Disadvantages

Experience is often short-sided. If hiring for experience was the main criteria for hiring new graduates, then there might be a lot of holes in the skill set of your company. Take the MBA, for example. You hire this person based on experience and their years of study in the industry. But what if there was a new skill set that not a lot of people have studied in? You’ll be paying a lot more to receive a lot less. Experienced employees tend to go by the book, and generally don’t go outside of what they know. After a while, tenured employees are less innovative, which is an essential part of diversifying your business and solving new problems.

Hiring for Drive

Advantages

Harvard says, “hire for talent, train for skills.” When you have someone that’s talented, you can get that person up to speed in any industry. For example, the marketing specialists in The Strategic CFO staff weren’t always tech-savvy when I first hired them. However, I chose them from a pool of talented people with drive. Within months, they became digital marketing specialists. People with drive are also innovative. They won’t stop until they’ve finished a project or solved a problem. Finally, they’re affordable. If you think about it, they’re usually young hires. Young hires are cheap!

Disadvantages

Although young hires are cheap, they might take longer to train and familiarize with industry jargon. Additionally, you can’t always send millennials out on cold calls or familiarize them with regular clients.

“Teaching tall:” more on hiring for talent

In my opinion, I think hiring for talent is more valuable than hiring for experience. It’s an investment. John Wooden, the famous head basketball coach at UCLA and creator of the “Pyramid for Success,” had this saying… “I can teach anybody how to play basketball. I can’t teach tall.” Basketball players are known to be tall, muscular, and fast. John Wooden showed us that anyone can do something if they have the drive for it. The same can be applied to business and building your company.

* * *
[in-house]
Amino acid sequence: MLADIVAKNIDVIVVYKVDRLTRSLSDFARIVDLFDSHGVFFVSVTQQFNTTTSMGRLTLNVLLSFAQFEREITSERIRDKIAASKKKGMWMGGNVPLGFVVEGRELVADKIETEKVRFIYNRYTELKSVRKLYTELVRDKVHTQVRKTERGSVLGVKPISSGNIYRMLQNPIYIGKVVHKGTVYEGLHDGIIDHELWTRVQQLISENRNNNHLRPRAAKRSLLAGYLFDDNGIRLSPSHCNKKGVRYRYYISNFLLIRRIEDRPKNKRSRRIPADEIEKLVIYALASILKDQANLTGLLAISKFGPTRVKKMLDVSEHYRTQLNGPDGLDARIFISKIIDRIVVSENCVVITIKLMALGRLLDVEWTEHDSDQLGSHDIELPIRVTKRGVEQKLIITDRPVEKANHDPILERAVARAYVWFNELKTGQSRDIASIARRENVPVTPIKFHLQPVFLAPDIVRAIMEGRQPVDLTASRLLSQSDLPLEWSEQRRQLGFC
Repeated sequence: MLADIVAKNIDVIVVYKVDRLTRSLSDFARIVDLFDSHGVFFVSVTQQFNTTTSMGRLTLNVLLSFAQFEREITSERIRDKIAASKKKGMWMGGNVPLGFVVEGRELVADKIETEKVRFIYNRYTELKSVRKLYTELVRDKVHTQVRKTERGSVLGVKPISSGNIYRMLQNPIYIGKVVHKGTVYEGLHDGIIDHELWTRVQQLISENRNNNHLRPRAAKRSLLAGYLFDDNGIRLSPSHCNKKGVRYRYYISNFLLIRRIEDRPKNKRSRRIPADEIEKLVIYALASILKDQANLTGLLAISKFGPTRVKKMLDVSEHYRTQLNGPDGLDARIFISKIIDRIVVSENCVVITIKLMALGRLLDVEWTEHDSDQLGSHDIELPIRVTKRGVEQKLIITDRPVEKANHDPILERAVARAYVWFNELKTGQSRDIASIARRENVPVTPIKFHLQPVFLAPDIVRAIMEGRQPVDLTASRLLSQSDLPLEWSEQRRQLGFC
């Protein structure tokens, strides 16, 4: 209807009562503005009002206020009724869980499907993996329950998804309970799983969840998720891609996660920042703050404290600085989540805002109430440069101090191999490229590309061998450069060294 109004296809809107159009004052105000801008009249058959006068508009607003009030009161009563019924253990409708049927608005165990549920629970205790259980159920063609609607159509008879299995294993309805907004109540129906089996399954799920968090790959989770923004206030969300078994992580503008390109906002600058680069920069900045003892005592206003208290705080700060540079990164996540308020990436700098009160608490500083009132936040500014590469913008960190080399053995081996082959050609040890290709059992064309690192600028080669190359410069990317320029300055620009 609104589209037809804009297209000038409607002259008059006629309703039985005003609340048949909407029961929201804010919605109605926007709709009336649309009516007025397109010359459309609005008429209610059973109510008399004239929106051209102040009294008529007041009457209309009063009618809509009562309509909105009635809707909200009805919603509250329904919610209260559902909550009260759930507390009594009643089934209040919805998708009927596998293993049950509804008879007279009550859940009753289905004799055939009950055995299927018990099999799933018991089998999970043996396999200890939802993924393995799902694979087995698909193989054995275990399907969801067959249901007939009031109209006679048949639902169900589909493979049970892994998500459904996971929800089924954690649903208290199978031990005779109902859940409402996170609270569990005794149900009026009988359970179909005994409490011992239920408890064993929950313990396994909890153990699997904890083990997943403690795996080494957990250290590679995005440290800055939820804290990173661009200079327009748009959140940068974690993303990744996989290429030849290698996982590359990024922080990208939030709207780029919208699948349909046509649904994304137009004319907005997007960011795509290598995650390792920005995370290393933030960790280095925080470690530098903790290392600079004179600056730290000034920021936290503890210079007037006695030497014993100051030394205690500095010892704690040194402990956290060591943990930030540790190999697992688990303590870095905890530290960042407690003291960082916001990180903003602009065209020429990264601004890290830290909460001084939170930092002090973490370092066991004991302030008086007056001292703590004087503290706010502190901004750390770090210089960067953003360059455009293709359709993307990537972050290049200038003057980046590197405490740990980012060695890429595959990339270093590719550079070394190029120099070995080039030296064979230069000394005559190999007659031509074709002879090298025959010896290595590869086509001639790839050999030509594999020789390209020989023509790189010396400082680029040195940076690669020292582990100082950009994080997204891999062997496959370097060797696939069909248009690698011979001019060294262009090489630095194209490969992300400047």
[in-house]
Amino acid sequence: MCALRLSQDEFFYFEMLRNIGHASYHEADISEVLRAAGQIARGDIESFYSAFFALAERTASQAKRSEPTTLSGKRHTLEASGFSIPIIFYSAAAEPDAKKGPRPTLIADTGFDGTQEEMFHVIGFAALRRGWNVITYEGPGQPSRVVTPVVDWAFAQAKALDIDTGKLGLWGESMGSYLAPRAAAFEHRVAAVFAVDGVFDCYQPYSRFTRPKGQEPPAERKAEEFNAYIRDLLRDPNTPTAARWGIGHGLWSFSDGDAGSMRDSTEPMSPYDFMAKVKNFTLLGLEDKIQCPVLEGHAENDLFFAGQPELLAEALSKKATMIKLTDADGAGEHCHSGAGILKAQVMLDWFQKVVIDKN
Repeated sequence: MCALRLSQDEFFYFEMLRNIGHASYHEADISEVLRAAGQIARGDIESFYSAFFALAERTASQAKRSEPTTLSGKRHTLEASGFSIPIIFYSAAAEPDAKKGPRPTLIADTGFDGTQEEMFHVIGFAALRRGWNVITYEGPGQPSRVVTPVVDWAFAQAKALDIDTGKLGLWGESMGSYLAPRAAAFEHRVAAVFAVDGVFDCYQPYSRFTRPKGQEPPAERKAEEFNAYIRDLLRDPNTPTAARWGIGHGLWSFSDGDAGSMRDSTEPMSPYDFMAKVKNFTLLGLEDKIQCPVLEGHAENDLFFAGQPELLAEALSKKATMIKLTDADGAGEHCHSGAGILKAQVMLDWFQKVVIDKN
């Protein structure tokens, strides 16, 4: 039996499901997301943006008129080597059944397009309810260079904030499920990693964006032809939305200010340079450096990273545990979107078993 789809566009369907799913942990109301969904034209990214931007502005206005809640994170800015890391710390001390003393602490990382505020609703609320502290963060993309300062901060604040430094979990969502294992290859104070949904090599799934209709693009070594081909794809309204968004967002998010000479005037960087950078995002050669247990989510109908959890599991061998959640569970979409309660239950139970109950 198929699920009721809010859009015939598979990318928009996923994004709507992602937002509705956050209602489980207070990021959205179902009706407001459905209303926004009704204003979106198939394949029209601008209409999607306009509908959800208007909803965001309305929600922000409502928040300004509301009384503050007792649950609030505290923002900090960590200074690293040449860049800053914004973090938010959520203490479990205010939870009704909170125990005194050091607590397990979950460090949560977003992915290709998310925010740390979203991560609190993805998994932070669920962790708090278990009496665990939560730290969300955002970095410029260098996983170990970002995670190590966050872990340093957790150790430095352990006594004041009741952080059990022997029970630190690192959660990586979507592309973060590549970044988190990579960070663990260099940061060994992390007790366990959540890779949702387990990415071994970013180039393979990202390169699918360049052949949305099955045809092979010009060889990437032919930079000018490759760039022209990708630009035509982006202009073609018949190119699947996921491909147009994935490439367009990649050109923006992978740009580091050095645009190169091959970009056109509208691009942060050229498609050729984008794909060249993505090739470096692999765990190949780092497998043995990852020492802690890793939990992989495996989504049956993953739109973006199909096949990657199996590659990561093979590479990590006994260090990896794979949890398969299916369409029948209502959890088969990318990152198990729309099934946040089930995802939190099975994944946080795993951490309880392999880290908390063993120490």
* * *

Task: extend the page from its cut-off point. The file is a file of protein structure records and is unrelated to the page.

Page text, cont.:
Conclusion

So we explored the idea of having a unique business by having a unique team, what other things you can do to make your company unique, and the advantages/disadvantages of hiring for degree and drive. The key to having a unique business: hiring unique people! You can accomplish anything for your business if you have the right resources and make productive decisions. You can get there, it’s just a matter of how soon you and your team are willing to do it. Your business can be unique… and you definitely can’t do it alone.

Don’t do it alone. Download our free 5 Guiding Principles for Recruiting a Star-Quality team today!

having a unique business

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Dealing with People Problems

A wise man once said…

“Life is simple, people complicate it.”

The same wisdom holds true for business.  If you take a look at the biggest headaches that you have to deal with on a daily basis, chances are good that the majority of them have to do with people.

Dealing with People Problems

So what’s a company to do?  Here are a few suggestions for how to solve some common people problems in your organization.

Identify Your Culture &  The Traits of Your Top Performers

ritz carlton credo

This Ritz-Carlton Credo identifies a culture of service. “Service” is the common trait among all their people that the company will look for when hiring.

Who are the most successful people in your company? What do they have in common?

Truly successful organizations have a common trait that they look for in prospective employees and foster in current employees. This trait is defined by the culture of the organization.